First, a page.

Raymond Cole: Well, with music it’s all very subjective. Success means a lot of different things. We actually had a discussion about what success was towards the beginning of the year. Because some people might think success would be being able to write their own song without any help and all that kind of stuff. Whereas some people would find success in being able to even understand what they are doing.

It really depends on the student, and I think what we ended up coming up with was success meant reaching the goal they had set for themselves before they started the project.

Being able to write the song that they wanted to write or convey the message they wanted to convey whether it’s through loops or through stuff that they wrote and it’s on varying levels too, which I thought was really cool because each student could kind of have their own measure of success as they went.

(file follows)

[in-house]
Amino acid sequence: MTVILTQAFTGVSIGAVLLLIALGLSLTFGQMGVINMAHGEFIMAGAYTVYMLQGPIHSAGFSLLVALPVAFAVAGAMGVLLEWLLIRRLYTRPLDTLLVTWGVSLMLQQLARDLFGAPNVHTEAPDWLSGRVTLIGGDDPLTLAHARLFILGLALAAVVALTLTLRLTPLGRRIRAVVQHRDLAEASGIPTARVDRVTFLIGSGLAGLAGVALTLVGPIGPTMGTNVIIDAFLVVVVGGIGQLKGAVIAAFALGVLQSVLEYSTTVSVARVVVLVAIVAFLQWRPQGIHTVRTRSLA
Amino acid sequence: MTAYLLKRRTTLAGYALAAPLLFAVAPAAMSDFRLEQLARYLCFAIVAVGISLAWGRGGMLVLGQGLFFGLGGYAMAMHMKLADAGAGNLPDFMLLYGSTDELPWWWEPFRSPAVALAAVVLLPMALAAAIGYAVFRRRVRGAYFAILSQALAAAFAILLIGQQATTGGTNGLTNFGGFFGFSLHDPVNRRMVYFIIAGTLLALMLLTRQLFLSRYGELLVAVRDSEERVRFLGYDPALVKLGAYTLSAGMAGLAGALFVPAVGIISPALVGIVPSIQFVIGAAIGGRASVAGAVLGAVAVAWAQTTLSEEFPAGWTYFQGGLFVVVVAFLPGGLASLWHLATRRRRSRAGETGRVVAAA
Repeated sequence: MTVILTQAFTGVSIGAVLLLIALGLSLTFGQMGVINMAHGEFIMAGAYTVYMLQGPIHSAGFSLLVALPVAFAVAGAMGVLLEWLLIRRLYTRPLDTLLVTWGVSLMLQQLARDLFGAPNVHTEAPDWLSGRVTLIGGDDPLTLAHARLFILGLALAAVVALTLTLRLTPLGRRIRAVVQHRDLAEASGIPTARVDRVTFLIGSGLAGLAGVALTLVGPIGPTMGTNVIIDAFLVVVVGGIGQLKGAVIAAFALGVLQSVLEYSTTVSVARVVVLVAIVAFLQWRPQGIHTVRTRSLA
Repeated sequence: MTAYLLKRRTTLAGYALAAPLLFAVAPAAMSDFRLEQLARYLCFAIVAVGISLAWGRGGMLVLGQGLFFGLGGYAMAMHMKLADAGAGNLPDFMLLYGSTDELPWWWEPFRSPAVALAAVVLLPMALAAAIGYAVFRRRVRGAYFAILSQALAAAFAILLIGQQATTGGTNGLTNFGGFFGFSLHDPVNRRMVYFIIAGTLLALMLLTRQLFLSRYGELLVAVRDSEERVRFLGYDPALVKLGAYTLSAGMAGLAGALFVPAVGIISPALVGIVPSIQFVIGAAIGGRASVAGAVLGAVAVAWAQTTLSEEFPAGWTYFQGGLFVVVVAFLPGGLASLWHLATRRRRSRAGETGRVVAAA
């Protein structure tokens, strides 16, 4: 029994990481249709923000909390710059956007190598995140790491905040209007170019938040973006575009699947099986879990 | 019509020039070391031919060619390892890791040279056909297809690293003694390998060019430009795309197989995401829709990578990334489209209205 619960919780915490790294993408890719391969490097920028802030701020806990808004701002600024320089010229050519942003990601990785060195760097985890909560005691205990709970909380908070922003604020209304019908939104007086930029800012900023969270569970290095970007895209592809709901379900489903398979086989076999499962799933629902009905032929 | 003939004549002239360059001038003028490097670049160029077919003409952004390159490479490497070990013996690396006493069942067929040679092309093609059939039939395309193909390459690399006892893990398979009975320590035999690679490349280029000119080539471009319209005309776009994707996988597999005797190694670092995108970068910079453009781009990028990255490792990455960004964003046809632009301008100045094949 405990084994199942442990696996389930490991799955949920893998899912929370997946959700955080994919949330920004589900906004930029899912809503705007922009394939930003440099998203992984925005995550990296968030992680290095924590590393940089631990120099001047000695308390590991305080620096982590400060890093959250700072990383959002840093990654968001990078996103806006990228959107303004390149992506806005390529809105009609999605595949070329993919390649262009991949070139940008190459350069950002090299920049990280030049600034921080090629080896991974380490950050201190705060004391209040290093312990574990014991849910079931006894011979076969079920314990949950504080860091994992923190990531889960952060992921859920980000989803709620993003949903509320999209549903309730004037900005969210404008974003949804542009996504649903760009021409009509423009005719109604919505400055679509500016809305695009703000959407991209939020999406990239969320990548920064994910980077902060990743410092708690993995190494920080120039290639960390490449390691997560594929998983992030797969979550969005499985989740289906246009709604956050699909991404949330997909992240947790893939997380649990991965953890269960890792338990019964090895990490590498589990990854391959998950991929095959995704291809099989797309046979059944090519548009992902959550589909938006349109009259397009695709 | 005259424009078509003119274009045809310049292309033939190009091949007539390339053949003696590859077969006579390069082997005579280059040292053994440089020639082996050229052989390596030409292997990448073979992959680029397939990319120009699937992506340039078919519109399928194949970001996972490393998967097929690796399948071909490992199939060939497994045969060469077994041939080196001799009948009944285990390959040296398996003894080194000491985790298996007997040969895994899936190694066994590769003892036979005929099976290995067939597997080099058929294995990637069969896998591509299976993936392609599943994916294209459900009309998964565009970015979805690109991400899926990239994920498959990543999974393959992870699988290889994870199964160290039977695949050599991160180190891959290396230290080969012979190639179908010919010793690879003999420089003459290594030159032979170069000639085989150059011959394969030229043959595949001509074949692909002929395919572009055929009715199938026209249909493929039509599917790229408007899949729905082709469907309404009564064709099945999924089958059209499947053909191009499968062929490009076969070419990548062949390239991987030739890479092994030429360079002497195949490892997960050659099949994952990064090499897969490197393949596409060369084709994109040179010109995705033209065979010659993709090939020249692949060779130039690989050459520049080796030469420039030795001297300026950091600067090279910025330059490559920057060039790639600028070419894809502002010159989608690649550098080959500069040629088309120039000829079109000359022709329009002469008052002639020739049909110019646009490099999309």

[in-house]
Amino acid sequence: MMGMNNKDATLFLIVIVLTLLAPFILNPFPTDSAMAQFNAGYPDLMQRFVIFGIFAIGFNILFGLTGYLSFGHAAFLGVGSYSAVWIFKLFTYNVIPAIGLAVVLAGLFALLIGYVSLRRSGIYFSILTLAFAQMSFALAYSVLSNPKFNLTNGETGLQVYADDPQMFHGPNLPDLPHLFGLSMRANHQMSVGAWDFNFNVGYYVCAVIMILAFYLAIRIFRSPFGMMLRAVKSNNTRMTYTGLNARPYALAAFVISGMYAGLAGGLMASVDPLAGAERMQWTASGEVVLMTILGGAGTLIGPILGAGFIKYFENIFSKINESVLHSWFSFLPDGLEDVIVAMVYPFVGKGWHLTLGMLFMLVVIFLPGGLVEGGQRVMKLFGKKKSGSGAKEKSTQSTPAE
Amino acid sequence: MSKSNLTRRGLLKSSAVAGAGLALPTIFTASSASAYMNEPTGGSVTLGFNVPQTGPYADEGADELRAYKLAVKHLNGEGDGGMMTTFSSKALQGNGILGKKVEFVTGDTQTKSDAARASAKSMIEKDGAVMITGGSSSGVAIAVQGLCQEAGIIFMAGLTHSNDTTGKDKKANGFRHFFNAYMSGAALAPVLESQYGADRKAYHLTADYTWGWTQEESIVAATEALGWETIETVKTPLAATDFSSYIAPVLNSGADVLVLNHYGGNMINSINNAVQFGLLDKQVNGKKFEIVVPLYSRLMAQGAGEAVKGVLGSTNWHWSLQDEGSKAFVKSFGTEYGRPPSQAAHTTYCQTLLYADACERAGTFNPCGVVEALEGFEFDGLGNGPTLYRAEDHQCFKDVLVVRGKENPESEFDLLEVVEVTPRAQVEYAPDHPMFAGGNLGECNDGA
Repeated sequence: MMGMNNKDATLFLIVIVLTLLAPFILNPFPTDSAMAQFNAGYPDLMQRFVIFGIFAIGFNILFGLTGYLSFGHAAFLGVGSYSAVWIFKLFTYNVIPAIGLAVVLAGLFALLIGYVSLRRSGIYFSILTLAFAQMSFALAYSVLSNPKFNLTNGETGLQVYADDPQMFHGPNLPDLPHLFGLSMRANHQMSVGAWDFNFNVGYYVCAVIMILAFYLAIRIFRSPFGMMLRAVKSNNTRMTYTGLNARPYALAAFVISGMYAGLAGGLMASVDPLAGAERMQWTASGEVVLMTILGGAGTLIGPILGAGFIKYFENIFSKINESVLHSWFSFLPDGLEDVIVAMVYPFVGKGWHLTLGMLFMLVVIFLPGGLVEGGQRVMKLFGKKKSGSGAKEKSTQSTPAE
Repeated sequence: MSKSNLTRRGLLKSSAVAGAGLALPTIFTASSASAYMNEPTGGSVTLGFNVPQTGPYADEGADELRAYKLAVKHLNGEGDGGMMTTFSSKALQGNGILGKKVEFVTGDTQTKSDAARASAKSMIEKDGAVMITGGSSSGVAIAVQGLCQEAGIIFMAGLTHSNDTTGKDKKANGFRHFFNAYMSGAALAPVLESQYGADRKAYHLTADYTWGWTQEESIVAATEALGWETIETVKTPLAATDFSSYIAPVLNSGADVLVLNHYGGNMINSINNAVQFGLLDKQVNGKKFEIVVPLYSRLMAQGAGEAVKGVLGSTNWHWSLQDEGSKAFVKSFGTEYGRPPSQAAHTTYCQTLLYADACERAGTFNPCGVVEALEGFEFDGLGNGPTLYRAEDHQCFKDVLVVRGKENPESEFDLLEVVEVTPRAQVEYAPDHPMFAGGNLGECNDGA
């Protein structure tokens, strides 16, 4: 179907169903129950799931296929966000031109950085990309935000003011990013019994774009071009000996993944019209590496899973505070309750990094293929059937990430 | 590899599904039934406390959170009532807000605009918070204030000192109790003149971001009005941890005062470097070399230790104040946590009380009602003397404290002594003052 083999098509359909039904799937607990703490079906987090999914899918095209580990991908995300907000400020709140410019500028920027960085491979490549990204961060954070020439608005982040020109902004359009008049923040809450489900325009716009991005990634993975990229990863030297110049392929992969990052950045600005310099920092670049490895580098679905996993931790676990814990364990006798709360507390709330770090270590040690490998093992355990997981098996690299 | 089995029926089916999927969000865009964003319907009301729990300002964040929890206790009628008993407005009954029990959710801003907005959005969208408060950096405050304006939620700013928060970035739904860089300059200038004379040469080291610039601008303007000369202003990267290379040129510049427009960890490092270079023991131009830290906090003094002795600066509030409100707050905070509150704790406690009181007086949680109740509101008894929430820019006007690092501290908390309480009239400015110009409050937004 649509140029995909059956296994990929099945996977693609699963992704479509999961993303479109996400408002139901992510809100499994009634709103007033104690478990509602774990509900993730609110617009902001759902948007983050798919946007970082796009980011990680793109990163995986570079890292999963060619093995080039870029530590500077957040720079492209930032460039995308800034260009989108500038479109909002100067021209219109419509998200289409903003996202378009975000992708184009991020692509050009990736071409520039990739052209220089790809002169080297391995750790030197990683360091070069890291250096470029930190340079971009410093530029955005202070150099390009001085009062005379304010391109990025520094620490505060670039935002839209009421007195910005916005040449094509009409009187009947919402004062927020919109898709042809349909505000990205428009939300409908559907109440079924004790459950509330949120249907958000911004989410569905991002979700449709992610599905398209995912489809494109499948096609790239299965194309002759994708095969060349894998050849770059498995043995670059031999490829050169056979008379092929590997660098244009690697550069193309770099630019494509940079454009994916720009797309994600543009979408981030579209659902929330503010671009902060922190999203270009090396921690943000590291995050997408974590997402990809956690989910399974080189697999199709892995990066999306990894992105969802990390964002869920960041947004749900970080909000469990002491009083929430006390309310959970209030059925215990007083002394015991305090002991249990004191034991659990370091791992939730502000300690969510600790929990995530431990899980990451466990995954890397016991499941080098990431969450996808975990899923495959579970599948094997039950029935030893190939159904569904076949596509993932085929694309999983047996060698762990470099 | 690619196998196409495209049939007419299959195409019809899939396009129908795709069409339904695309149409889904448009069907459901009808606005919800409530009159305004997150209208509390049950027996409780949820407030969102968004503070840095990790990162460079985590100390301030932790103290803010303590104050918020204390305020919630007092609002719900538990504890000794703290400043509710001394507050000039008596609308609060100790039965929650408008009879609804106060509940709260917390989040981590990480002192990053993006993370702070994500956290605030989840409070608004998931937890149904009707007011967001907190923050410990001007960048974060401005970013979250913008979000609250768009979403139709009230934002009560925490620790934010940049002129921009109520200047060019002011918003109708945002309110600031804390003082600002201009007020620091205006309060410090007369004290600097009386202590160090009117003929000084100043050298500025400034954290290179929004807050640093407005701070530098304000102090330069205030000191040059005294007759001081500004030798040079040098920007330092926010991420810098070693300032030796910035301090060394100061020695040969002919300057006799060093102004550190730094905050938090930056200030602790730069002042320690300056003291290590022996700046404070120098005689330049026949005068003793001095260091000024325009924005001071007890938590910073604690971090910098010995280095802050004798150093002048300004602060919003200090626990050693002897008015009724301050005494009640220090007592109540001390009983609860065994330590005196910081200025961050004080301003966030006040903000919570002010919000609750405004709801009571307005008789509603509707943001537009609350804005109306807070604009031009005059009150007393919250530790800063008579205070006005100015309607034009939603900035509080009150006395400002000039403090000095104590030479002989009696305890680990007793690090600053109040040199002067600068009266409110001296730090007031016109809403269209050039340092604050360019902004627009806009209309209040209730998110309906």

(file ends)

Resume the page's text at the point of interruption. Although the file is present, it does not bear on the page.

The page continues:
I basically tried to sculpt the beginning of the year in a way that everybody could be successful, and that everybody can learn what they needed to in order to progress. Which was really cool because that way I could kind of take my time being a new teacher here at Randolph. I could tell them, okay, this is what we are doing today. And then watch them figure it out on their own versus me having to stand in front of them. Then test to see whether or not they’ve figured out what they are supposed to figure out.

Bailey is an 8th grader at Randolph and when he joined the class, had no prior musical experience.

But he’s already gotten deeply into the production side of things.